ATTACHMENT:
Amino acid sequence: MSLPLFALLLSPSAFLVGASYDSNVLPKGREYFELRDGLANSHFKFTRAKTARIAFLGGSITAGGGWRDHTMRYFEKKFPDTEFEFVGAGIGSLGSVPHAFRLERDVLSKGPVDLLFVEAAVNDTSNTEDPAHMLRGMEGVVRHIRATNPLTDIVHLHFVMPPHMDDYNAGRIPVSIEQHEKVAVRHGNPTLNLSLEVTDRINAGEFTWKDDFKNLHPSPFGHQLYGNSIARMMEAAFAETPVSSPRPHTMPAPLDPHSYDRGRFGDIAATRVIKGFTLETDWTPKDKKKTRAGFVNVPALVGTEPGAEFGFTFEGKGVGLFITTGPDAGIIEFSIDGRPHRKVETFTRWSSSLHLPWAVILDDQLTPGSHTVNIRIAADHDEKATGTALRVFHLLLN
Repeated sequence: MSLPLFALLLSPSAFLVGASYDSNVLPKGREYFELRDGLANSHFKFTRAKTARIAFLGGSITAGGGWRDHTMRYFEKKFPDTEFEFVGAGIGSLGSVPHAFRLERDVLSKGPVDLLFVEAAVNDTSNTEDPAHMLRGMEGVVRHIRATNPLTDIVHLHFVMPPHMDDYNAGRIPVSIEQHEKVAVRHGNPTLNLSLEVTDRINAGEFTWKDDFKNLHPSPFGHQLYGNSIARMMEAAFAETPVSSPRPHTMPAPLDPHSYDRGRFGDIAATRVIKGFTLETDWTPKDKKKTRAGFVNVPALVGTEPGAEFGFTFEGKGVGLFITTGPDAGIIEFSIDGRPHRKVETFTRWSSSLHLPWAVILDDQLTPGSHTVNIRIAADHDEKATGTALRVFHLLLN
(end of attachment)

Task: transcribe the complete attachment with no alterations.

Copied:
Amino acid sequence: MSLPLFALLLSPSAFLVGASYDSNVLPKGREYFELRDGLANSHFKFTRAKTARIAFLGGSITAGGGWRDHTMRYFEKKFPDTEFEFVGAGIGSLGSVPHAFRLERDVLSKGPVDLLFVEAAVNDTSNTEDPAHMLRGMEGVVRHIRATNPLTDIVHLHFVMPPHMDDYNAGRIPVSIEQHEKVAVRHGNPTLNLSLEVTDRINAGEFTWKDDFKNLHPSPFGHQLYGNSIARMMEAAFAETPVSSPRPHTMPAPLDPHSYDRGRFGDIAATRVIKGFTLETDWTPKDKKKTRAGFVNVPALVGTEPGAEFGFTFEGKGVGLFITTGPDAGIIEFSIDGRPHRKVETFTRWSSSLHLPWAVILDDQLTPGSHTVNIRIAADHDEKATGTALRVFHLLLN
Repeated sequence: MSLPLFALLLSPSAFLVGASYDSNVLPKGREYFELRDGLANSHFKFTRAKTARIAFLGGSITAGGGWRDHTMRYFEKKFPDTEFEFVGAGIGSLGSVPHAFRLERDVLSKGPVDLLFVEAAVNDTSNTEDPAHMLRGMEGVVRHIRATNPLTDIVHLHFVMPPHMDDYNAGRIPVSIEQHEKVAVRHGNPTLNLSLEVTDRINAGEFTWKDDFKNLHPSPFGHQLYGNSIARMMEAAFAETPVSSPRPHTMPAPLDPHSYDRGRFGDIAATRVIKGFTLETDWTPKDKKKTRAGFVNVPALVGTEPGAEFGFTFEGKGVGLFITTGPDAGIIEFSIDGRPHRKVETFTRWSSSLHLPWAVILDDQLTPGSHTVNIRIAADHDEKATGTALRVFHLLLN